This was stop #253 on my quest to visit every quality brewery/brewpub in North America.

Located in rural Jersey in an area that appeared to be a weekend getaway for those that like art and charming bed and breakfasts (not me).

They were closed until 4pm because of some major sidewalk and road work out front. I was there from 4-5:30 when it was mostly locals and happy hour $2.50 imperial pints and cheap apps.

I had two ESB's, a best bitter, and a sample of the broken silence brown. I also had the tasty and generously-sized scoth eggs. The bill came to $15. Nice.

I'm not a fan of English or Irish pubs as I have little use for most of their beer styles. In this case I enjoyed my visit to The Ship. The ESB was quite nice and I could see myself making this a regular stop if I was in the area. They also had a light wheat and session (pale ale) on draft.

Tim was working the bar prior to the arrival of the evening bar tender. He was very friendly and introduced himself to me. Before I left, I overheard him complementing carrying light beers and charging an absolute premium for them ($15, $20, $25??).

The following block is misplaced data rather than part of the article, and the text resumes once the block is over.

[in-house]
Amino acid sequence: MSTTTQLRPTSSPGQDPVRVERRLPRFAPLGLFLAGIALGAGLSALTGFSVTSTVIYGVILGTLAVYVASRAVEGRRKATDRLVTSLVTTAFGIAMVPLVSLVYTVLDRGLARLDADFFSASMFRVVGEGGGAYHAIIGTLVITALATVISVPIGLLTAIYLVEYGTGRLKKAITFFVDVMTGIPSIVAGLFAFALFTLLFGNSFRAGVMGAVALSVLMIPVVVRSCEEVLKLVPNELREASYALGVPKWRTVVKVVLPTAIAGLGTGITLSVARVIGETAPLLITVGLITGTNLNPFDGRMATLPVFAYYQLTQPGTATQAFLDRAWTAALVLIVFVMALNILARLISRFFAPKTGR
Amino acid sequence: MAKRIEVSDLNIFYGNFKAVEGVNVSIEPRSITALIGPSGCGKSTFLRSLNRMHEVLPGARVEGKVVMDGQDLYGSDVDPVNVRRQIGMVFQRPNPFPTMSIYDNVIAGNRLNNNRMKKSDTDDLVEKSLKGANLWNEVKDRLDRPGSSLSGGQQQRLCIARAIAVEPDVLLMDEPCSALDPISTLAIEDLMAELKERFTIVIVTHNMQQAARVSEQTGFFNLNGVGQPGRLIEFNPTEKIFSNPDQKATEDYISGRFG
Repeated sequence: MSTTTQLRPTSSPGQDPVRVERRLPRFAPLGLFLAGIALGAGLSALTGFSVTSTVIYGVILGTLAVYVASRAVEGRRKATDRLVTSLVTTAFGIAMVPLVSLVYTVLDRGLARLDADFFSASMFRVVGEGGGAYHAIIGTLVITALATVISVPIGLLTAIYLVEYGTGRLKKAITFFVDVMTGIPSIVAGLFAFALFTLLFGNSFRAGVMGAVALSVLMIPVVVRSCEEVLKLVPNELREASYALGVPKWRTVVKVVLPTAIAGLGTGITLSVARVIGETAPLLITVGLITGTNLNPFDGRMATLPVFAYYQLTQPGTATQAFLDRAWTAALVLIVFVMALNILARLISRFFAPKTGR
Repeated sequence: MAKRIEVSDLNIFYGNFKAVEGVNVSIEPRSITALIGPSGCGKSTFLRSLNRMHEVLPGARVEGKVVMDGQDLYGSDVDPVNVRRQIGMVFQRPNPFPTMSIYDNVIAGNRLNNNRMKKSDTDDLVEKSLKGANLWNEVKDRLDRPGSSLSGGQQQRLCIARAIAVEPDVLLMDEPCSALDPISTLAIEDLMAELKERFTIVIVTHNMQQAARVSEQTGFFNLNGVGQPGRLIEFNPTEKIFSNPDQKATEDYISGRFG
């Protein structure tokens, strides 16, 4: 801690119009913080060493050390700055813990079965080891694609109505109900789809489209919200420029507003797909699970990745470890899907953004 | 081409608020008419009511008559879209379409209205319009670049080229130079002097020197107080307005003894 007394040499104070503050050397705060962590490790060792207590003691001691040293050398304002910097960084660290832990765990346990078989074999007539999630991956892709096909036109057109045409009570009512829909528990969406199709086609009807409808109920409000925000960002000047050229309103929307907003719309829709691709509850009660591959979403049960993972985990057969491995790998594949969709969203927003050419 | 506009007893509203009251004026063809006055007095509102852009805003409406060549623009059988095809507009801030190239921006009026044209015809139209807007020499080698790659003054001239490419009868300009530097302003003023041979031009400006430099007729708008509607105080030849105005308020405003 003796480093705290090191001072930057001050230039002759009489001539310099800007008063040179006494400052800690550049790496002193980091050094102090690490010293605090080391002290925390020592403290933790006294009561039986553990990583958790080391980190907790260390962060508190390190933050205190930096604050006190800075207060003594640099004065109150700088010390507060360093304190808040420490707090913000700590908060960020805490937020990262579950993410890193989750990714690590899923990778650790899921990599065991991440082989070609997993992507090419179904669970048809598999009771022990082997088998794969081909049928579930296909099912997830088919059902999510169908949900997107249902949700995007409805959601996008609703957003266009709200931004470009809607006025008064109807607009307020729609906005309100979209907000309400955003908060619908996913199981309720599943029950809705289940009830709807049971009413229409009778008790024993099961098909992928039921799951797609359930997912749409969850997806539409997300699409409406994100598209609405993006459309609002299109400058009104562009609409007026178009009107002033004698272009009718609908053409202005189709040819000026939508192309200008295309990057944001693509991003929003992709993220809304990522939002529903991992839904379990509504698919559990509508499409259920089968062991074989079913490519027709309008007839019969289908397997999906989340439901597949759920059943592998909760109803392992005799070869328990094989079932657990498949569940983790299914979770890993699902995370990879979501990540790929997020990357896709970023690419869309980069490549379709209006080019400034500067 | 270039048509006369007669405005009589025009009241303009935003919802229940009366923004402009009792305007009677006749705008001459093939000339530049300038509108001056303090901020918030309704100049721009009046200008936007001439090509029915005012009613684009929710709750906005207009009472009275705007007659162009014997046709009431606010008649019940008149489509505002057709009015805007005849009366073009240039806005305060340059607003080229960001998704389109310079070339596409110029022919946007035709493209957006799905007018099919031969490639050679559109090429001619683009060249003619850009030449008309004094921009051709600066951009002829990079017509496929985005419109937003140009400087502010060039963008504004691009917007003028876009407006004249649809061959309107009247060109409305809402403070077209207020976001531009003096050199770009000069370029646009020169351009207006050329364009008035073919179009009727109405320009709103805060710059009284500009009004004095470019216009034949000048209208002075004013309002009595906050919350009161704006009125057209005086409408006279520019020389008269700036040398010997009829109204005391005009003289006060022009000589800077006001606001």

Yetiman420, Sep 26, 2008
Photo of AltBock
4.03/5  rDev 0%

This piece of Britain is located in the heart of historic downtown Milford. It's one of those small towns with no claim to fame (except this brewpub) and it's in the hills on NJ. There's nothing else around for miles, but that gives this brewpub a little charm to it. The Ship Inn is located is on the right side just after the bridge in a cool looking century old building. Just look for the small Union Jack hanging over the door. I didn't know what to expect when I first opened the doors to the Ship Inn. I probably wasn't expecting much at that time. I wasn't expecting on fiding a brewpub that looked a bar that was ripped out of England. I've never been to a authentic British pub before, but if I had to imagine one, this is what it would look like. It's a dark little pub with an old piano by the door, small wooden tables, those chair booth table combos, English beer sigs all over the palce, and a small wooden bar that features nothing but English ales and some 6 handpump casks. It's a sight to see for yourself.